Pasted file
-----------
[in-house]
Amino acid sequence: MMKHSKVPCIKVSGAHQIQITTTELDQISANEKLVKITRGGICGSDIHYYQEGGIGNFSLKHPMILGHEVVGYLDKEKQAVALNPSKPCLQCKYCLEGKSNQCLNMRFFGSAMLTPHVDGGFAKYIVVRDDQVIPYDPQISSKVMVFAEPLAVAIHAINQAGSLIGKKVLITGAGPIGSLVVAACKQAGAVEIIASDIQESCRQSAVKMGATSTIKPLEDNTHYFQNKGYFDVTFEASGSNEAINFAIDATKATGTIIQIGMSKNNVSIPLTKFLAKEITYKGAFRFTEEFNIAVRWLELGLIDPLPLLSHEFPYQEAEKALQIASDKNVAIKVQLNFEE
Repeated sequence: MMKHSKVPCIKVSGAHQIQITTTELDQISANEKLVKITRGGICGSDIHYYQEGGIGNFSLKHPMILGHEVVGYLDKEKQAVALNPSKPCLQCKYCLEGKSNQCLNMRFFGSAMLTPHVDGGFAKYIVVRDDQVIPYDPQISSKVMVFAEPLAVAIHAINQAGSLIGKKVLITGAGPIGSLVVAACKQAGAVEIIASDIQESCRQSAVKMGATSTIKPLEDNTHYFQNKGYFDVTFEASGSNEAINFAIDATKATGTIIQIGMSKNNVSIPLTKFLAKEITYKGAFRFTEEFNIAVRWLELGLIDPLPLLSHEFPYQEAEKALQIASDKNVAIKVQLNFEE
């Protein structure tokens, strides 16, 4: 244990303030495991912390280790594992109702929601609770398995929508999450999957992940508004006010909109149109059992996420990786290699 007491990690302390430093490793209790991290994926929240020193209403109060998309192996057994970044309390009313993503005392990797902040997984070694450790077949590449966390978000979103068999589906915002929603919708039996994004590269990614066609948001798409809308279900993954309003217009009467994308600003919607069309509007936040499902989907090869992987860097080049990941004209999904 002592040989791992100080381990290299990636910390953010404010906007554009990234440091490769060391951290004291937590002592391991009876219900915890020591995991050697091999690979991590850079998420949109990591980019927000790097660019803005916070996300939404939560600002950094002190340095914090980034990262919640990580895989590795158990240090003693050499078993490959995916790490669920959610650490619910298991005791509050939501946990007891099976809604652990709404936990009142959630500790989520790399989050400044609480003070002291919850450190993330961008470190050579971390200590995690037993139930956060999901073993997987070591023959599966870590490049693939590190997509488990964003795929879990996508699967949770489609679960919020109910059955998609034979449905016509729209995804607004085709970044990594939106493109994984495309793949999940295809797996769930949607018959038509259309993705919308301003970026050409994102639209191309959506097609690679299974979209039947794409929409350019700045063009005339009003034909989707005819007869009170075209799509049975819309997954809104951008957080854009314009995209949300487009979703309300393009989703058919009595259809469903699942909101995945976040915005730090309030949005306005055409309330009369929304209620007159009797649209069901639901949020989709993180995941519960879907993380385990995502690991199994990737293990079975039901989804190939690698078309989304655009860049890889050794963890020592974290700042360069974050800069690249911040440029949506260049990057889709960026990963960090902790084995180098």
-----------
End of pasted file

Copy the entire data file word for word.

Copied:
[in-house]
Amino acid sequence: MMKHSKVPCIKVSGAHQIQITTTELDQISANEKLVKITRGGICGSDIHYYQEGGIGNFSLKHPMILGHEVVGYLDKEKQAVALNPSKPCLQCKYCLEGKSNQCLNMRFFGSAMLTPHVDGGFAKYIVVRDDQVIPYDPQISSKVMVFAEPLAVAIHAINQAGSLIGKKVLITGAGPIGSLVVAACKQAGAVEIIASDIQESCRQSAVKMGATSTIKPLEDNTHYFQNKGYFDVTFEASGSNEAINFAIDATKATGTIIQIGMSKNNVSIPLTKFLAKEITYKGAFRFTEEFNIAVRWLELGLIDPLPLLSHEFPYQEAEKALQIASDKNVAIKVQLNFEE
Repeated sequence: MMKHSKVPCIKVSGAHQIQITTTELDQISANEKLVKITRGGICGSDIHYYQEGGIGNFSLKHPMILGHEVVGYLDKEKQAVALNPSKPCLQCKYCLEGKSNQCLNMRFFGSAMLTPHVDGGFAKYIVVRDDQVIPYDPQISSKVMVFAEPLAVAIHAINQAGSLIGKKVLITGAGPIGSLVVAACKQAGAVEIIASDIQESCRQSAVKMGATSTIKPLEDNTHYFQNKGYFDVTFEASGSNEAINFAIDATKATGTIIQIGMSKNNVSIPLTKFLAKEITYKGAFRFTEEFNIAVRWLELGLIDPLPLLSHEFPYQEAEKALQIASDKNVAIKVQLNFEE
């Protein structure tokens, strides 16, 4: 244990303030495991912390280790594992109702929601609770398995929508999450999957992940508004006010909109149109059992996420990786290699 007491990690302390430093490793209790991290994926929240020193209403109060998309192996057994970044309390009313993503005392990797902040997984070694450790077949590449966390978000979103068999589906915002929603919708039996994004590269990614066609948001798409809308279900993954309003217009009467994308600003919607069309509007936040499902989907090869992987860097080049990941004209999904 002592040989791992100080381990290299990636910390953010404010906007554009990234440091490769060391951290004291937590002592391991009876219900915890020591995991050697091999690979991590850079998420949109990591980019927000790097660019803005916070996300939404939560600002950094002190340095914090980034990262919640990580895989590795158990240090003693050499078993490959995916790490669920959610650490619910298991005791509050939501946990007891099976809604652990709404936990009142959630500790989520790399989050400044609480003070002291919850450190993330961008470190050579971390200590995690037993139930956060999901073993997987070591023959599966870590490049693939590190997509488990964003795929879990996508699967949770489609679960919020109910059955998609034979449905016509729209995804607004085709970044990594939106493109994984495309793949999940295809797996769930949607018959038509259309993705919308301003970026050409994102639209191309959506097609690679299974979209039947794409929409350019700045063009005339009003034909989707005819007869009170075209799509049975819309997954809104951008957080854009314009995209949300487009979703309300393009989703058919009595259809469903699942909101995945976040915005730090309030949005306005055409309330009369929304209620007159009797649209069901639901949020989709993180995941519960879907993380385990995502690991199994990737293990079975039901989804190939690698078309989304655009860049890889050794963890020592974290700042360069974050800069690249911040440029949506260049990057889709960026990963960090902790084995180098």